Another 606 migrants arrive in Dover on second busiest crossings day this year while another 101 were stopped by French authorities before they got across the Channel
- 21,058 migrants have crossed the English Channel in small boats so far this year
- It is almost double the 11,599 who had arrived on British soil this time last year
- Busiest day this year was August 1 when 696 people reached the UK in 14 boats
- This was closely followed by yesterday, which saw 606 people cross the Channel
More than 21,000 migrants have crossed the English Channel in small boats so far this year, according to official government figures.
A total of 21,058 people have made the treacherous journey across the 21-mile Dover Straits in 2022 – almost double the 11,599 who had arrived on British soil this time last year.
August alone has seen 4,659 people intercepted at sea by Border Force officials, making it a record month for the year so far.
The busiest day for 2022 came on August 1 when 696 people reached the UK in 14 boats – an average of 50 people per vessel.
This was closely followed by Wednesday, August 17, which saw 606 people cross the Channel in inflatable dinghies or other small craft.
Despite strong winds at sea, crossings began in the early hours of the morning and continued throughout the day.
A child covered with a towel over his life jacket is carried by a member of Border Force while escorting migrants back to Dover Docks
Members of Border Force escort migrants back to Dover Docks after they were picked up in the English Channel this morning
Around 10am Border Force catamaran Typhoon brought at least 80 people into Dover, Kent.
The mostly male group were led along the gangway by soldiers dressed in camouflage fatigues.
Among them were a primary-school aged girl and boy, both wrapped in a blue blankets, and a baby wearing a blue life jacket with sea creatures on it.
Around an hour later Border Force cutter Hurricane arrived at the harbour carrying dozens more migrants.
A few women and children were helped off the vessel first, followed by a number of young men.
At approximately 2.30pm Border Force vessel Volunteer escorted another group of migrants to the port.
Their life jackets were removed by Border Force staff before they were led onto a coach to be taken for processing by UK officials.
The force and the military brought the migrants ashore at Dover this morning
Albanian migrants are being conned by ruthless human traffickers into making dangerous Channel crossings before Britain’s next Prime Minister takes office.
Those making the perilous journey are being warned a new leader will halt all crossings with patrols, while also dropping their charges from £10,000 to £2,000.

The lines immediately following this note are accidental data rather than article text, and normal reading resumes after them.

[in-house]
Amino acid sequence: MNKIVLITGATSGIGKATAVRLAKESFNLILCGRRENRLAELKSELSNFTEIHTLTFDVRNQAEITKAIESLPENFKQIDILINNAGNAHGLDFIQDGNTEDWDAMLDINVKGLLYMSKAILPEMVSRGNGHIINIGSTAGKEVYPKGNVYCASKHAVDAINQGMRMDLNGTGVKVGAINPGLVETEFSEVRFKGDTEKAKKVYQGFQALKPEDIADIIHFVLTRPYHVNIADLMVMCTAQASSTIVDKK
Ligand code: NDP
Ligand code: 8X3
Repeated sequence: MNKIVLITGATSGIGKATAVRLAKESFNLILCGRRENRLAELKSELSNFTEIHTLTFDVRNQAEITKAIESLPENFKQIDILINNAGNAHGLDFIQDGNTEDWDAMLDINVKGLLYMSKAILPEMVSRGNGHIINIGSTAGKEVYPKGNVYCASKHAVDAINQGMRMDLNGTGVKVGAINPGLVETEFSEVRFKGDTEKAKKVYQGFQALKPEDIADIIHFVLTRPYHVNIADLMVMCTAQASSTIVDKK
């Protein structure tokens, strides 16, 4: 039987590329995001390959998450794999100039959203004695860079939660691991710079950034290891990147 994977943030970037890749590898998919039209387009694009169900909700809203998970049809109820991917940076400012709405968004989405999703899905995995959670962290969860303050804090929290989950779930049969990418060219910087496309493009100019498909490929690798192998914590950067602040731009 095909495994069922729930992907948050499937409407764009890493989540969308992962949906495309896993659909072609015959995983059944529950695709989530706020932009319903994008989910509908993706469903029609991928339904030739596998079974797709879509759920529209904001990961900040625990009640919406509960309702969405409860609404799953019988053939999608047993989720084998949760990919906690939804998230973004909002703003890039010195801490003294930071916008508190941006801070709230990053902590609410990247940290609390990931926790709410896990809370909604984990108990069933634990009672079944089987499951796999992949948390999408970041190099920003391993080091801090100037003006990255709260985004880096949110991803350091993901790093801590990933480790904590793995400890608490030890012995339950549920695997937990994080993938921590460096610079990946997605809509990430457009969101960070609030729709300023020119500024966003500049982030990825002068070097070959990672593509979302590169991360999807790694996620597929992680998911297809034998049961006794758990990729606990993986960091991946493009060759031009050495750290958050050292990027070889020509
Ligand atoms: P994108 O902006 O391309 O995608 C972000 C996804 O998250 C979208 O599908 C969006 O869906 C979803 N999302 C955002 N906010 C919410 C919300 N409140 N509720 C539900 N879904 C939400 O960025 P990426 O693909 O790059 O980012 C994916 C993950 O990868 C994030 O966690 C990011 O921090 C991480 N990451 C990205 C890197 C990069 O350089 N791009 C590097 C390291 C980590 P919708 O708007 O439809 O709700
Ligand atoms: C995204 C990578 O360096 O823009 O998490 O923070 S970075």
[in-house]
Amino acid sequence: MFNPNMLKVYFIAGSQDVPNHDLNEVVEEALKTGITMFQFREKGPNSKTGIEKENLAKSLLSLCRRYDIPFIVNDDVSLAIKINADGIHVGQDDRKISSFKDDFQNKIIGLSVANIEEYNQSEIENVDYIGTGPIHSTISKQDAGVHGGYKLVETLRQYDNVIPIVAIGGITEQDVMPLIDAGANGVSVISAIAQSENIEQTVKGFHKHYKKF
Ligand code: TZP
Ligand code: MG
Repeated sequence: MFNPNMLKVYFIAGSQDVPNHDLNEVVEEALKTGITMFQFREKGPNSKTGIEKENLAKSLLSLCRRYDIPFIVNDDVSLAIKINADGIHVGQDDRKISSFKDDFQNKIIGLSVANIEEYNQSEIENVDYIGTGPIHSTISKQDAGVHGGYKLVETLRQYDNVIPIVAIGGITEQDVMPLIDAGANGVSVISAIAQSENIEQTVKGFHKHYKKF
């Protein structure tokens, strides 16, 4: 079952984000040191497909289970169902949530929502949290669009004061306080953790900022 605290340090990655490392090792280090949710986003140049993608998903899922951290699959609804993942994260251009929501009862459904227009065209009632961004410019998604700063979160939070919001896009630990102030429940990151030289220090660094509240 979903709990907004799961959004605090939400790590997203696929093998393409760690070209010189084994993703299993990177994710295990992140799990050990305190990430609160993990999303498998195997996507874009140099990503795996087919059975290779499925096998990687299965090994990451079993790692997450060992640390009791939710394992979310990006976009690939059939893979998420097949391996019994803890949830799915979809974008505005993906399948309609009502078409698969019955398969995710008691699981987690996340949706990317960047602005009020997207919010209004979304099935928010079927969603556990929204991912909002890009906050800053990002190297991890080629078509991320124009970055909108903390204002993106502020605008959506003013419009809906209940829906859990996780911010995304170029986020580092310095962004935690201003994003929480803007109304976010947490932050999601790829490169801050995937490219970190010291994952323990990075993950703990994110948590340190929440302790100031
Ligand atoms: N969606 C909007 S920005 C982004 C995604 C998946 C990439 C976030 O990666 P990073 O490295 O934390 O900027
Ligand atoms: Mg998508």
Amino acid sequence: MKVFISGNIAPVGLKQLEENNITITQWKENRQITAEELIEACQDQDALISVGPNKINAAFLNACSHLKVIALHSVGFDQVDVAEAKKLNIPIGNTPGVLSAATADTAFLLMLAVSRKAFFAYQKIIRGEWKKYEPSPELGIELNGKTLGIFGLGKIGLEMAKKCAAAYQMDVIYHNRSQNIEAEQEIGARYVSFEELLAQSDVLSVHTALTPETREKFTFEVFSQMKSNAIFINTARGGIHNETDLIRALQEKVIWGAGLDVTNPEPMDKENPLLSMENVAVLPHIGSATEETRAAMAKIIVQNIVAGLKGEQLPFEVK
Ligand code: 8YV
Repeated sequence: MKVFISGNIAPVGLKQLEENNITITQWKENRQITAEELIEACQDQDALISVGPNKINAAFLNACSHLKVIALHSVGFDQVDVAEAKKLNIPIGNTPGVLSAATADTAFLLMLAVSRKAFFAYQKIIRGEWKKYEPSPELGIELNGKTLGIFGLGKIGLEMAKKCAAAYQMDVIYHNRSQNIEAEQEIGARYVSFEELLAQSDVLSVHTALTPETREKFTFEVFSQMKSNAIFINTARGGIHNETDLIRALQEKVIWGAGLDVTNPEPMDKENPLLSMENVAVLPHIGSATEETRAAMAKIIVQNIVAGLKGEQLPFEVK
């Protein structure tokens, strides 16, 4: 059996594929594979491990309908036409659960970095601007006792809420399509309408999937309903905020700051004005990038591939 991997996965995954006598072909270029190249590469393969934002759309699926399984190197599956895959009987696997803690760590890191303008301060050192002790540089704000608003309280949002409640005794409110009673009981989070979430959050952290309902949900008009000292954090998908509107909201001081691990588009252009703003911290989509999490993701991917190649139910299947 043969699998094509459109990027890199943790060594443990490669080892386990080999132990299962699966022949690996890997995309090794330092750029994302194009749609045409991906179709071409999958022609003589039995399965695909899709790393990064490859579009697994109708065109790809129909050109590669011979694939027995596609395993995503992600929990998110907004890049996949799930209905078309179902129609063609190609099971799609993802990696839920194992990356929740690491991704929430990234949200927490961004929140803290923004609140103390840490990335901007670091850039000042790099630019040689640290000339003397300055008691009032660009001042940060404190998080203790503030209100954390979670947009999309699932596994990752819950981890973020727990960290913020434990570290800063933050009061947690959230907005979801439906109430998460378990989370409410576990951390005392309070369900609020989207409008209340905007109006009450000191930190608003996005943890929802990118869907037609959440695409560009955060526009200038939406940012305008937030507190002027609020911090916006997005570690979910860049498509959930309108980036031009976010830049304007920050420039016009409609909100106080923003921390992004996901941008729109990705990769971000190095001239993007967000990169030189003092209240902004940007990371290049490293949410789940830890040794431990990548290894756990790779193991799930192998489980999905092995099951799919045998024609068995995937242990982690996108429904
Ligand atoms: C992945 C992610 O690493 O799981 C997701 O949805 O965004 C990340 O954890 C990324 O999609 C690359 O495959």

MPs last night called on ministers to redouble their efforts to deport migrants to Rwanda following a surge in Albanians using small boats to enter Britain.
Leaked figures have revealed migrants from the Balkan country – a Nato member that wants to join the EU – now make up four in ten arrivals from northern France.
The escalation saw 1,075 Albanians arrive in the UK aboard dinghies and small boats in the six weeks to July 12.
They made up 37.5 per cent of all migrants trafficked to the UK in small boats by gangs during the period – eclipsing all other nationalities including Afghans, Iranians, Iraqis and Syrians.
Border Force boat Ranger intercepted around 50 more people at 5pm.
Among them was a young woman carrying a tiny baby in a blue blanket and an elderly man who had to be pushed along the gangway in a wheelchair.
A teenage boy could be seen laughing and giving a reverse victory hand gesture towards onlookers as he disembarked the boat.
The French coastguard also intercepted more than 100 people in the Channel on Wednesday.
The regional operational and surveillance centre (CROSS) in Griz-Nez identified several boats in difficulty in the Calais Straits.
It tasked the French Navy boat Flamant with picking up 62 stranded people and dropping them off at the port of Dunkirk.
While the French Navy tug Abeilla Normandie was tasked with rescuing 39 migrants and dropping them off at the port of Boulogne-sur-Mer.
Once at the dock, they were taken care of by the departmental fire and rescue service and the border police.
A total of 28,526 people made the treacherous journey across the English Channel in small boats in 2021 – compared to 8,410 who arrived in 2020, according to official government figures.
A Government spokesperson said: ‘The rise in dangerous Channel crossings is unacceptable.
‘Not only are they an overt abuse of our immigration laws, but they risk lives and hinder our ability to help refugees who come to the UK through safe and legal routes.
‘The Nationality and Borders Act will enable us to crack down on abuse of the system and the evil people smugglers, who will now be subject to a maximum sentence of life imprisonment.
‘Under our new Migration and Economic Development Partnership with Rwanda, we are continuing preparations to relocate those who are making dangerous, unnecessary and illegal journeys into the UK in order for their claims to be considered and rebuild their lives.’
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